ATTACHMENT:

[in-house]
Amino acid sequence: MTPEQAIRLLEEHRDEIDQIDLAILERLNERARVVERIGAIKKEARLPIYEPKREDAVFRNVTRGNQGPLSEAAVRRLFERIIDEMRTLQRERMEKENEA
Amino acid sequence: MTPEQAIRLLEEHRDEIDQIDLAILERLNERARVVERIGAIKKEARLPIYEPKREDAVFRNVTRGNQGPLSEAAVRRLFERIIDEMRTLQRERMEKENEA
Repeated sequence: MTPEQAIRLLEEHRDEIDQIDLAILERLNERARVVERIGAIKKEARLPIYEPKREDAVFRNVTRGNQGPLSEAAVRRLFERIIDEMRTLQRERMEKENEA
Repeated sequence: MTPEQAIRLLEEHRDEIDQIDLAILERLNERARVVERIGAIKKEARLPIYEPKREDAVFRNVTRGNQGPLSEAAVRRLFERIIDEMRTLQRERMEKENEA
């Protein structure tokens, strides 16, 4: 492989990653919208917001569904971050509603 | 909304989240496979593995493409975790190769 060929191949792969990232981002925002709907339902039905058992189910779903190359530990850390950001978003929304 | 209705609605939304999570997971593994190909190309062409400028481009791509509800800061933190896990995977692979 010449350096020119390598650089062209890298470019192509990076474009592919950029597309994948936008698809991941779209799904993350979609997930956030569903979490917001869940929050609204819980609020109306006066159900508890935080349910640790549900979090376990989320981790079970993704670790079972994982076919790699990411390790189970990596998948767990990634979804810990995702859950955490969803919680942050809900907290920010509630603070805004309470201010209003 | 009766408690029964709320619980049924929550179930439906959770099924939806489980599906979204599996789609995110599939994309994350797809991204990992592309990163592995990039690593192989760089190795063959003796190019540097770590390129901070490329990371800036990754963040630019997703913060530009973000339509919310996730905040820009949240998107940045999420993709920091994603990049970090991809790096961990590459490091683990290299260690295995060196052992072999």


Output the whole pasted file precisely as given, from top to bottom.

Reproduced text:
[in-house]
Amino acid sequence: MTPEQAIRLLEEHRDEIDQIDLAILERLNERARVVERIGAIKKEARLPIYEPKREDAVFRNVTRGNQGPLSEAAVRRLFERIIDEMRTLQRERMEKENEA
Amino acid sequence: MTPEQAIRLLEEHRDEIDQIDLAILERLNERARVVERIGAIKKEARLPIYEPKREDAVFRNVTRGNQGPLSEAAVRRLFERIIDEMRTLQRERMEKENEA
Repeated sequence: MTPEQAIRLLEEHRDEIDQIDLAILERLNERARVVERIGAIKKEARLPIYEPKREDAVFRNVTRGNQGPLSEAAVRRLFERIIDEMRTLQRERMEKENEA
Repeated sequence: MTPEQAIRLLEEHRDEIDQIDLAILERLNERARVVERIGAIKKEARLPIYEPKREDAVFRNVTRGNQGPLSEAAVRRLFERIIDEMRTLQRERMEKENEA
């Protein structure tokens, strides 16, 4: 492989990653919208917001569904971050509603 | 909304989240496979593995493409975790190769 060929191949792969990232981002925002709907339902039905058992189910779903190359530990850390950001978003929304 | 209705609605939304999570997971593994190909190309062409400028481009791509509800800061933190896990995977692979 010449350096020119390598650089062209890298470019192509990076474009592919950029597309994948936008698809991941779209799904993350979609997930956030569903979490917001869940929050609204819980609020109306006066159900508890935080349910640790549900979090376990989320981790079970993704670790079972994982076919790699990411390790189970990596998948767990990634979804810990995702859950955490969803919680942050809900907290920010509630603070805004309470201010209003 | 009766408690029964709320619980049924929550179930439906959770099924939806489980599906979204599996789609995110599939994309994350797809991204990992592309990163592995990039690593192989760089190795063959003796190019540097770590390129901070490329990371800036990754963040630019997703913060530009973000339509919310996730905040820009949240998107940045999420993709920091994603990049970090991809790096961990590459490091683990290299260690295995060196052992072999």